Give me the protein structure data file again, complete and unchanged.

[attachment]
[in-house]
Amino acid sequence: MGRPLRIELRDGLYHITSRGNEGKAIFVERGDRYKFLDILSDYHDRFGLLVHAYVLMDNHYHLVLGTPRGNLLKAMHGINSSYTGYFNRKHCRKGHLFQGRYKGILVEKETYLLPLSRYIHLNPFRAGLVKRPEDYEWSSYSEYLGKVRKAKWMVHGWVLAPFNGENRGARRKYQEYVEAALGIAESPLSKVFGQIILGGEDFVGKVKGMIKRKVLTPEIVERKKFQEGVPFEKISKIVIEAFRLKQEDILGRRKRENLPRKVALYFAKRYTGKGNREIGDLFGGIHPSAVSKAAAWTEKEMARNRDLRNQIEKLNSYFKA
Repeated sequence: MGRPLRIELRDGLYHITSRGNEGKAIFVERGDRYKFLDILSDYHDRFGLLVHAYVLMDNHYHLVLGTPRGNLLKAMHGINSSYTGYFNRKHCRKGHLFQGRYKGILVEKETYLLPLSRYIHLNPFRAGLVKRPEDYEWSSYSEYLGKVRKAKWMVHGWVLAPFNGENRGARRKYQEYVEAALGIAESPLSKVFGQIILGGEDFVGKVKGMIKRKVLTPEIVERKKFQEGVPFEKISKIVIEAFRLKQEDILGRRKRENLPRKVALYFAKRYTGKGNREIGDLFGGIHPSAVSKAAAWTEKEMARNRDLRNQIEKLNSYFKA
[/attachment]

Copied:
[in-house]
Amino acid sequence: MGRPLRIELRDGLYHITSRGNEGKAIFVERGDRYKFLDILSDYHDRFGLLVHAYVLMDNHYHLVLGTPRGNLLKAMHGINSSYTGYFNRKHCRKGHLFQGRYKGILVEKETYLLPLSRYIHLNPFRAGLVKRPEDYEWSSYSEYLGKVRKAKWMVHGWVLAPFNGENRGARRKYQEYVEAALGIAESPLSKVFGQIILGGEDFVGKVKGMIKRKVLTPEIVERKKFQEGVPFEKISKIVIEAFRLKQEDILGRRKRENLPRKVALYFAKRYTGKGNREIGDLFGGIHPSAVSKAAAWTEKEMARNRDLRNQIEKLNSYFKA
Repeated sequence: MGRPLRIELRDGLYHITSRGNEGKAIFVERGDRYKFLDILSDYHDRFGLLVHAYVLMDNHYHLVLGTPRGNLLKAMHGINSSYTGYFNRKHCRKGHLFQGRYKGILVEKETYLLPLSRYIHLNPFRAGLVKRPEDYEWSSYSEYLGKVRKAKWMVHGWVLAPFNGENRGARRKYQEYVEAALGIAESPLSKVFGQIILGGEDFVGKVKGMIKRKVLTPEIVERKKFQEGVPFEKISKIVIEAFRLKQEDILGRRKRENLPRKVALYFAKRYTGKGNREIGDLFGGIHPSAVSKAAAWTEKEMARNRDLRNQIEKLNSYFKA